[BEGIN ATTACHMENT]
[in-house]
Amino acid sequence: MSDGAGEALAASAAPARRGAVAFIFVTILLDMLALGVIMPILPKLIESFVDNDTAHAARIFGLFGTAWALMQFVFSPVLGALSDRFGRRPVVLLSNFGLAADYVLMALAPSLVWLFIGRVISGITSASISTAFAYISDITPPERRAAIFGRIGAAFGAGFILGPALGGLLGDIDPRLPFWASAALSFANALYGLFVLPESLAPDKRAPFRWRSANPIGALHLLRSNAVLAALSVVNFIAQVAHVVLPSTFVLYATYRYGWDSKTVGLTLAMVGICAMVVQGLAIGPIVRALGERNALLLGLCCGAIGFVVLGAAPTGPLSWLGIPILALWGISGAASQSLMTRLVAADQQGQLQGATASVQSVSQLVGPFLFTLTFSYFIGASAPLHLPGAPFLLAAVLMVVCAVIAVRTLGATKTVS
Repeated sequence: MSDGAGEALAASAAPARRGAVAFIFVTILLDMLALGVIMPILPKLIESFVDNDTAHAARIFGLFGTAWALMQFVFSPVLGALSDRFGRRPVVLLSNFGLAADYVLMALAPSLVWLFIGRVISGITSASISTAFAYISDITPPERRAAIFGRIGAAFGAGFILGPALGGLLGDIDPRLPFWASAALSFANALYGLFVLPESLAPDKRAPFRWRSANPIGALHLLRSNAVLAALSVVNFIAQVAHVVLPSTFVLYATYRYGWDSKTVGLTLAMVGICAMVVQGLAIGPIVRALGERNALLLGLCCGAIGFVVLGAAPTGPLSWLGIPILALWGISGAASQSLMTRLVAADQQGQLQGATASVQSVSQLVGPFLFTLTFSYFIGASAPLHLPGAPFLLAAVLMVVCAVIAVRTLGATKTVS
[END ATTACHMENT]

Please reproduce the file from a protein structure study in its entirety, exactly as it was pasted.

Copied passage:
[in-house]
Amino acid sequence: MSDGAGEALAASAAPARRGAVAFIFVTILLDMLALGVIMPILPKLIESFVDNDTAHAARIFGLFGTAWALMQFVFSPVLGALSDRFGRRPVVLLSNFGLAADYVLMALAPSLVWLFIGRVISGITSASISTAFAYISDITPPERRAAIFGRIGAAFGAGFILGPALGGLLGDIDPRLPFWASAALSFANALYGLFVLPESLAPDKRAPFRWRSANPIGALHLLRSNAVLAALSVVNFIAQVAHVVLPSTFVLYATYRYGWDSKTVGLTLAMVGICAMVVQGLAIGPIVRALGERNALLLGLCCGAIGFVVLGAAPTGPLSWLGIPILALWGISGAASQSLMTRLVAADQQGQLQGATASVQSVSQLVGPFLFTLTFSYFIGASAPLHLPGAPFLLAAVLMVVCAVIAVRTLGATKTVS
Repeated sequence: MSDGAGEALAASAAPARRGAVAFIFVTILLDMLALGVIMPILPKLIESFVDNDTAHAARIFGLFGTAWALMQFVFSPVLGALSDRFGRRPVVLLSNFGLAADYVLMALAPSLVWLFIGRVISGITSASISTAFAYISDITPPERRAAIFGRIGAAFGAGFILGPALGGLLGDIDPRLPFWASAALSFANALYGLFVLPESLAPDKRAPFRWRSANPIGALHLLRSNAVLAALSVVNFIAQVAHVVLPSTFVLYATYRYGWDSKTVGLTLAMVGICAMVVQGLAIGPIVRALGERNALLLGLCCGAIGFVVLGAAPTGPLSWLGIPILALWGISGAASQSLMTRLVAADQQGQLQGATASVQSVSQLVGPFLFTLTFSYFIGASAPLHLPGAPFLLAAVLMVVCAVIAVRTLGATKTVS